Another class of synthetic phospholipids useful as dispersing agents include, but are not limited to, phosphatidyl alkanolamine polycarboxyl polyalkylene glycol compounds, such as phosphatidylethanolamine di or tri carboxyl polyethylene or polypropylene glycol compounds, as described in U.S. Ser. No. 472,481, filed Mar. 7, 1983, having the general structural formula: ##STR4## where R1, R2, R3, and R4 have the same definitions as before and wherein R6 is hydrogen or an alkyl group like methyl and R5 is an organic linking radical; for example, a hydrocarbon radical, of from about 1 to 24 carbon atoms, but typically from about 2, 3 or 4 carbon atoms, which radial may be saturated or unsaturated, may be substituted, for example, with hydroxyl, amino or carboxyl groups, or be an unsubstituted radical, such as a polymethylene (--CH2 --) radical like an ethylene, propylene or butylene radical.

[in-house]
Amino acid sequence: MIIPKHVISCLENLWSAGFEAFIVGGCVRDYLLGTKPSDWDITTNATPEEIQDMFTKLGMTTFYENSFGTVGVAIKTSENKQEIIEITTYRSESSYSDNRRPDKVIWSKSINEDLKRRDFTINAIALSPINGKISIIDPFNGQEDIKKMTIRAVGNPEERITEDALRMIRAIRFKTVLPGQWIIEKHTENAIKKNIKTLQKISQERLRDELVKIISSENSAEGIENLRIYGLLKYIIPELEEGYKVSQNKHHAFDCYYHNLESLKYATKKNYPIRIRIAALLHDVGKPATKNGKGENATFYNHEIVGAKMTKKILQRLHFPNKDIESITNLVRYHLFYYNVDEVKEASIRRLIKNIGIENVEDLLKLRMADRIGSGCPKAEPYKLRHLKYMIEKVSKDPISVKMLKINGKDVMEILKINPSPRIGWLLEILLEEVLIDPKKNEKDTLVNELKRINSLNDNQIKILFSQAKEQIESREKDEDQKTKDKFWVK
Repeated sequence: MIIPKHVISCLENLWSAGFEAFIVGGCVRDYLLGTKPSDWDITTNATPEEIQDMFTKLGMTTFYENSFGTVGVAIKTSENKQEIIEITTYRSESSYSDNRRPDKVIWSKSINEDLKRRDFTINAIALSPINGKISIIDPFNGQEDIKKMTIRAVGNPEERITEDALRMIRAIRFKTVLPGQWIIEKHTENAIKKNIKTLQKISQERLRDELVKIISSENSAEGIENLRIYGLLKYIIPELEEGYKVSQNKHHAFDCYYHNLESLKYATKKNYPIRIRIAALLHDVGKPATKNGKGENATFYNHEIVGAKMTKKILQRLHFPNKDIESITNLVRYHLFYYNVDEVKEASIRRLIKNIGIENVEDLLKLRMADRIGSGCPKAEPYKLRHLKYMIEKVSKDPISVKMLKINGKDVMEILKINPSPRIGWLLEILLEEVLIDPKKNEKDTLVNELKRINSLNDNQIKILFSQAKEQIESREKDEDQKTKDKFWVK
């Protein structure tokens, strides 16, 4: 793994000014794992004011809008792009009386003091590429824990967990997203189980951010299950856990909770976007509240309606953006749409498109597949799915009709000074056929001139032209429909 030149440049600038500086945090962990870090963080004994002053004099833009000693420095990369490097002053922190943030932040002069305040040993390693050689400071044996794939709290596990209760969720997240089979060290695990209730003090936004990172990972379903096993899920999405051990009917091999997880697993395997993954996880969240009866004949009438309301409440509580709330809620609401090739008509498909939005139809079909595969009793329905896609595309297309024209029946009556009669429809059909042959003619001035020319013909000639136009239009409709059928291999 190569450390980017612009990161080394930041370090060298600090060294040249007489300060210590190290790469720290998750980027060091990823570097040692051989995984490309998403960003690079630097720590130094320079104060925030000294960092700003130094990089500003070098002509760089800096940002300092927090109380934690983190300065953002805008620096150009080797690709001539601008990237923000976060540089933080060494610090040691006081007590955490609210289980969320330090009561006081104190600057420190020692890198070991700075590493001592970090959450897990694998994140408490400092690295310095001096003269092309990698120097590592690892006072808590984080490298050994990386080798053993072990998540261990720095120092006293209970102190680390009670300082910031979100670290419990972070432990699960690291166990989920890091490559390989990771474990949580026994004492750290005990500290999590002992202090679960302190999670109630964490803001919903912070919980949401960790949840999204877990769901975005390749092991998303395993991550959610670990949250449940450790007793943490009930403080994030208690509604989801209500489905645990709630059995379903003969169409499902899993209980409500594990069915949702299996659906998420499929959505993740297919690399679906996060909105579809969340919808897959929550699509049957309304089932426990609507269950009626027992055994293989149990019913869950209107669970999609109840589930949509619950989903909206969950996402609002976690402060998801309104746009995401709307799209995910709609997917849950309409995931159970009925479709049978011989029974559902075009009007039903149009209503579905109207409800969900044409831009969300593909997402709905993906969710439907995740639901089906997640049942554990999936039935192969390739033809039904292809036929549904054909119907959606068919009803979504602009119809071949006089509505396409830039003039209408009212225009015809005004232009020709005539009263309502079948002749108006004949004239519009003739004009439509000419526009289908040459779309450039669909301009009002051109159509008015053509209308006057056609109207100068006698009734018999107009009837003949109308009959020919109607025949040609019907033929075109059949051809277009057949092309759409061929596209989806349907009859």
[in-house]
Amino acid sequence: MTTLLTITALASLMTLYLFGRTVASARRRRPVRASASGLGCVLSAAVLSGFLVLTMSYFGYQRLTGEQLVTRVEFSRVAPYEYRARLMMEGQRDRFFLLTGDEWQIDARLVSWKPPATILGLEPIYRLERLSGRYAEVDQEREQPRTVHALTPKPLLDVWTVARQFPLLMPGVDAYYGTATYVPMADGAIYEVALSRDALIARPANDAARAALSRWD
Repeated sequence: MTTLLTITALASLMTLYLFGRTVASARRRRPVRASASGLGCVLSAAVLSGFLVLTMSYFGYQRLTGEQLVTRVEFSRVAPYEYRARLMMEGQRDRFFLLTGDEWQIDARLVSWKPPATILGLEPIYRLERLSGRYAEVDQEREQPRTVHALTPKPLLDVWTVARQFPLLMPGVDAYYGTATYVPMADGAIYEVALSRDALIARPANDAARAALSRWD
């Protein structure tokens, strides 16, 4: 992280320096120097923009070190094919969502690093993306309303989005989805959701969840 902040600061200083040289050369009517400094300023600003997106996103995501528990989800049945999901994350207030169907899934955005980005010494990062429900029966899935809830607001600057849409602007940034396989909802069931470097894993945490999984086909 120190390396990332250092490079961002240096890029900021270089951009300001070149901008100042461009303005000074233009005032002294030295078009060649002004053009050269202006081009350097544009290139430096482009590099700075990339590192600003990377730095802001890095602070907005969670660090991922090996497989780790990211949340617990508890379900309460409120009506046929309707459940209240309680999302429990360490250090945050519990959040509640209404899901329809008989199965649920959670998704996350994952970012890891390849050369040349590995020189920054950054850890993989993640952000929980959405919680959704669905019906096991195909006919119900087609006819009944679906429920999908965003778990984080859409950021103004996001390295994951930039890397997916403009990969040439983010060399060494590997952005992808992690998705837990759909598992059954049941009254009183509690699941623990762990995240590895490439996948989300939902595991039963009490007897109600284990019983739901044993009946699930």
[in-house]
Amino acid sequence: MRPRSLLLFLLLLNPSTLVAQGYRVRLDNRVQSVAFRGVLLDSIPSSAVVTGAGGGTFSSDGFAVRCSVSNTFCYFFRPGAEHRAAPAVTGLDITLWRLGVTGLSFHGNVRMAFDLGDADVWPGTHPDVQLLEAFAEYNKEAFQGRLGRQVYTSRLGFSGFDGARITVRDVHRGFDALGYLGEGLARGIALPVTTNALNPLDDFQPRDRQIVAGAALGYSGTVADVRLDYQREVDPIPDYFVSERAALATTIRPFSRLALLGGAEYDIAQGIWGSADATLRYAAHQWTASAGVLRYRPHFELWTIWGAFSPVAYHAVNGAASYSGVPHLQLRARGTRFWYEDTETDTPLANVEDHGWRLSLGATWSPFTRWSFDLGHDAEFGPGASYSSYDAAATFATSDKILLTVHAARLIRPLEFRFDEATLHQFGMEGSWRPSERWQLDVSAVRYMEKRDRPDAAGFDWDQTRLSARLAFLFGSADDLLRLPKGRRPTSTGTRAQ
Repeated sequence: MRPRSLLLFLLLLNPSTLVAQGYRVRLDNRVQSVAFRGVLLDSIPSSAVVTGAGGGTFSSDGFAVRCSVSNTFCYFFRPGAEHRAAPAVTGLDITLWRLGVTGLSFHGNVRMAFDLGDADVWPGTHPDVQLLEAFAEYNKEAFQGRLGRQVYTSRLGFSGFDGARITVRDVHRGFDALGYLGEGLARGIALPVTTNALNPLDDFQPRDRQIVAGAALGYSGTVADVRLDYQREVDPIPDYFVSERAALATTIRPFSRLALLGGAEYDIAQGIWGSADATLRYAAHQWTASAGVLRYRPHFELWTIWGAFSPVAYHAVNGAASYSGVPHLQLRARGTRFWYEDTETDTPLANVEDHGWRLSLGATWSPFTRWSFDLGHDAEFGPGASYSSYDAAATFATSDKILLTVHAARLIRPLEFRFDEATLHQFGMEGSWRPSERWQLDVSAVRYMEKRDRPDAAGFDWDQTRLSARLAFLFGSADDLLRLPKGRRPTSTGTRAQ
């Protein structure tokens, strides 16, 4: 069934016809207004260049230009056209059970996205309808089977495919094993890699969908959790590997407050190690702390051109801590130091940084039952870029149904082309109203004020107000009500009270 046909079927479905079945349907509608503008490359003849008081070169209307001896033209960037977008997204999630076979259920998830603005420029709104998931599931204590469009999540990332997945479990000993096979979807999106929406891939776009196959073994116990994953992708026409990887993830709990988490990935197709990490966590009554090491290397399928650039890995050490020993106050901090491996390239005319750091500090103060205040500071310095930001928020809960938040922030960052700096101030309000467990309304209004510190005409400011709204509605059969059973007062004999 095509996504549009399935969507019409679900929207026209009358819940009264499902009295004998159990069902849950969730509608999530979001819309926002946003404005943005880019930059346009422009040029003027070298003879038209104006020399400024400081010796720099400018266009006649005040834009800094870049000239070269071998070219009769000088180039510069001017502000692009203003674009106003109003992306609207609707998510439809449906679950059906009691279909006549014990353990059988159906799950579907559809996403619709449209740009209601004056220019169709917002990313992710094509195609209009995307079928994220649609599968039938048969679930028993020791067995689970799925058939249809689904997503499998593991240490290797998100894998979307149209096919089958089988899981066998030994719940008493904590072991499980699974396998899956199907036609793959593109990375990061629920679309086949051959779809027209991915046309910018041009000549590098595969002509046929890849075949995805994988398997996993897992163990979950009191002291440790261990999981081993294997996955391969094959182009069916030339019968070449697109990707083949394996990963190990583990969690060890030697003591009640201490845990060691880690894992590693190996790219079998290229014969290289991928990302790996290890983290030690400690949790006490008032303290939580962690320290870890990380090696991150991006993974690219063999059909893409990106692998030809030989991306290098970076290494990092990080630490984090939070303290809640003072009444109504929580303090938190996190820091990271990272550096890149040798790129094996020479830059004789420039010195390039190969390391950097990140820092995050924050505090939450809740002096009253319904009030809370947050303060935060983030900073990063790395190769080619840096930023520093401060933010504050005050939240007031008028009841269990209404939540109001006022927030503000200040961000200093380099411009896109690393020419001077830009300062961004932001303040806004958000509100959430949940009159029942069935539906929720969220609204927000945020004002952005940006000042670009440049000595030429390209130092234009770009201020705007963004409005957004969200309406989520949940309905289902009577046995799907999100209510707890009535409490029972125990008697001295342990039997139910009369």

These polycarboxylic phospholipids are prepared by employing a di or tri carboxylic acid, typically a succinic or glutaric acid anhydride, to couple the polyalkylene oxide and the phosphatidylethanolamine derived, for example, from soy or bacterial; for example, gram positive, phospholipids. Typical specific phospholipids comprise soy phosphatidyl ethanolamine succinyl polyethylene glycol monomethyl ether (MW 120) and soy phosphatidyl ethanolamine glutaryl polyethylene monomethyl ether (MW 252).

The synthetic phospholipids useful as dispersing agents may be employed in the same general amounts as the prior-art dispersing agents or, due to their enhanced dispersing properties, in lower amounts and in an amount sufficient to provide the desired dispersion of the magnetic particles.